To the mom going through a diagnosis during a global pandemic, I know right now your world feels like you’re walking a new planet. It feels scary, isolating, and so lonely.
It feels like you’re drowning in the depths of the biggest oceans, gasping for air each time you come up to the surface, only to be pulled right back down by its powerful current. Screaming for help each time you reach to the surface, only to see there is no life raft in sight. There is no help coming, there is no one to rescue you. The extensive waitlists, the endless amount of phone calls with no responses for weeks on end, and don’t get me started with the amount of hours on Zoom.
I promise you are not alone. You see, my son Kanen is almost 3 years old. He has the biggest brown eyes that light up like the Aurora Borealis anytime a truck, plane, or bus passes by. He has a smile that shines as bright as a full moon on a dark and cold winter night. He also was diagnosed with severe, non-verbal autism in September of 2020. Going through the diagnosis process at any point in life is not for the weak hearted, but especially not during a global pandemic. While others are fighting for toilet paper off the shelves, and others are angry that their travel plans have come to halt, our worries become much bigger, and yet feel so little to the rest of the world. One day, we went from mom’s chasing our children on the playground, to the next day becoming camerawoman for what feels like a reality TV show. But instead shooting MTV’s next biggest show of rowdy 20 year olds living in one house, we’re chasing children around our homes using our computers and phones, praying that the person on the other side can get an appropriate evaluation. Hoping that they’ll catch a glimpse of all the hard we witness everyday. The hard that lead us to this point in our life, seeking a diagnosis.
One might assume after a diagnosis that your days of being camerawomen would be over, but in all honesty they might have just began. Thearpy that was once in person is now all via Zoom. For most of us, we don’t have the option of in person or Telehealth. We are given what we are given, and are expected to not throw a fit. At first you are going to ask yourself more than you want to admit if you’re capable of this. If you are capable of not only being your child’s mother, but their teacher, their therapist, their advocate, and most importantly their camerawoman.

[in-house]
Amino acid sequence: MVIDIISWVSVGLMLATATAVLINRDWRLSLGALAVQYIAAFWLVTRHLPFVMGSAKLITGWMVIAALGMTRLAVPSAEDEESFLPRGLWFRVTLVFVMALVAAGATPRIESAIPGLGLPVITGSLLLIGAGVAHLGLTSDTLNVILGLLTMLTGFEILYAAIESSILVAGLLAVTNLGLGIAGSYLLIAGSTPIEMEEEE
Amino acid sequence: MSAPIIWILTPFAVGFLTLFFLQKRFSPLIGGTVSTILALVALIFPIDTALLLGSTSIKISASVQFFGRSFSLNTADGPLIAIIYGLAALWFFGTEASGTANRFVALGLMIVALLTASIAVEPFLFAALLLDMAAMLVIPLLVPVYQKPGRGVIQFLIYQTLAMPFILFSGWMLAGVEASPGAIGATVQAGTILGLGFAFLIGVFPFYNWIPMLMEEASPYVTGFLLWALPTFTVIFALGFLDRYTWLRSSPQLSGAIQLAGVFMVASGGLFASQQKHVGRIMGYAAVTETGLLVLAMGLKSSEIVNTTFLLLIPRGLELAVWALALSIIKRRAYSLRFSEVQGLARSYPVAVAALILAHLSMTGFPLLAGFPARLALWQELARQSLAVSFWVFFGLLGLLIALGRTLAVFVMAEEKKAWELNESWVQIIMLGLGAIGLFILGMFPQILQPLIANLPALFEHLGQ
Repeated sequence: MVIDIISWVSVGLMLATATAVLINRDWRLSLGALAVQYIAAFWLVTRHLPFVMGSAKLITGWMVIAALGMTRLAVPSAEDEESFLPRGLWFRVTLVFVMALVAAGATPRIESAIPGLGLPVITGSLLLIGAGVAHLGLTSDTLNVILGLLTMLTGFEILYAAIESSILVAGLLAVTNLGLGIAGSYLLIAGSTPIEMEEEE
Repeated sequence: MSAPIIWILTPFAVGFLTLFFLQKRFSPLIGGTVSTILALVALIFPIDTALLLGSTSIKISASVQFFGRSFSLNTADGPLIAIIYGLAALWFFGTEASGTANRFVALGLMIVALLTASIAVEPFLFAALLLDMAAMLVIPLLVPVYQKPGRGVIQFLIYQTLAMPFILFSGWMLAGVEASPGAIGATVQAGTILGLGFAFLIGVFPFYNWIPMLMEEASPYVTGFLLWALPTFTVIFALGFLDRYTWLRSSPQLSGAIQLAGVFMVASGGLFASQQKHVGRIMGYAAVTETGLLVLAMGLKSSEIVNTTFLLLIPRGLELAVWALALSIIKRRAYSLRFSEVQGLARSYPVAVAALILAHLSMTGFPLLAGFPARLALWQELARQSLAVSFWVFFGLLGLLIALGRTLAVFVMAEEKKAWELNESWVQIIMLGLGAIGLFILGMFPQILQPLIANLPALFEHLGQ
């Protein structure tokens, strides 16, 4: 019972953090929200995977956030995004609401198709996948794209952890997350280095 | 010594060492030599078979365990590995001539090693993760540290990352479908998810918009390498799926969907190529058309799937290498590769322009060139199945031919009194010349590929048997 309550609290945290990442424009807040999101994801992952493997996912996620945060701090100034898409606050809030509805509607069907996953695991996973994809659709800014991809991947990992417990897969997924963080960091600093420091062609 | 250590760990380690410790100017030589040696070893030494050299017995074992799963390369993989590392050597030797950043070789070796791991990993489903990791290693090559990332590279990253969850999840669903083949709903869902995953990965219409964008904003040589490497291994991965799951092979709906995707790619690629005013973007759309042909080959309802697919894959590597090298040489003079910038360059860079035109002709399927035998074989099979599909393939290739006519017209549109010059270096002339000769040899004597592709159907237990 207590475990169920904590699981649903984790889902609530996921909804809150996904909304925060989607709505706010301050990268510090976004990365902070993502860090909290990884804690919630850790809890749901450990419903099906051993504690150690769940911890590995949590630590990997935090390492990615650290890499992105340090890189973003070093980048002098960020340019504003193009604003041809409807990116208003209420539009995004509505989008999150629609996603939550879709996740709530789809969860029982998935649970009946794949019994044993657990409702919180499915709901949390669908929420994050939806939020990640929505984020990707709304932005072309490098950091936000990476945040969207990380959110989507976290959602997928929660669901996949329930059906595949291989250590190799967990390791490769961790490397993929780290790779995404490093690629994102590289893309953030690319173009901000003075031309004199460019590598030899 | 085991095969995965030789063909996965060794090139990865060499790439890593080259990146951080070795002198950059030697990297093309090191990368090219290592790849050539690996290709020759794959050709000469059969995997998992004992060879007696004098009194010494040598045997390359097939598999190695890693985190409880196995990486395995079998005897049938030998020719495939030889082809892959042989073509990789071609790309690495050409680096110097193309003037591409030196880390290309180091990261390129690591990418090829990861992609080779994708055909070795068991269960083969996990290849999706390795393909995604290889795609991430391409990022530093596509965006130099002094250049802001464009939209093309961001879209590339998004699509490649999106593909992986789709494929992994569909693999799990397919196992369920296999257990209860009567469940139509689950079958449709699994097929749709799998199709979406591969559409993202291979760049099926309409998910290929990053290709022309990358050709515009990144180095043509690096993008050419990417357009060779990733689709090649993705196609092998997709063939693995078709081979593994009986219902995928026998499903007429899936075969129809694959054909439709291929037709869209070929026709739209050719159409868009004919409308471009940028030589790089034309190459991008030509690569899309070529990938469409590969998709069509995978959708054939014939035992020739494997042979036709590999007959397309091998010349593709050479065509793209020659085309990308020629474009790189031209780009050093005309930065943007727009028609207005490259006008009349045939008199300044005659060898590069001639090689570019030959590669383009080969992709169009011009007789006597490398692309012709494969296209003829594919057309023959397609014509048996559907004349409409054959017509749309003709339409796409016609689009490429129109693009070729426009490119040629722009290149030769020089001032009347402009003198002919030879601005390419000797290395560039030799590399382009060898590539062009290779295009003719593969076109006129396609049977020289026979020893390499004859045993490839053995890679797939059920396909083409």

I want to let you know you are capable, you are the only one who is. You will learn through this journey that you are your child’s person, you are their safe space. When their world feels too overwhelming and chaotic, only you mama will know how to center them. And you might learn along the way they are all that for you to, and even more. You will become a jack of all trades, master of none, but better than one.
I never imagined a time in my life where I would be seeking a diagnosis for my only son during a pandemic, but I’m thankful I did. I’m thankful I didn’t give up when I felt like the rest of the world was. When the rest of the world was giving up on the services he most needed, I didn’t. I’m not saying it’s going to be easy, but now a year into this, I promise it does get better because you mama will become stronger through the process. You will find a strength in you no others before or after us will ever experience, because we have faced a global pandemic while fighting for a diagnosis for our child and all the services they need after. Wear that badge of honor with pride! I want to remind you that you are never alone I see you, I hear you, and I’ll always be here to throw a life raft whenever you need it.
A fellow Mom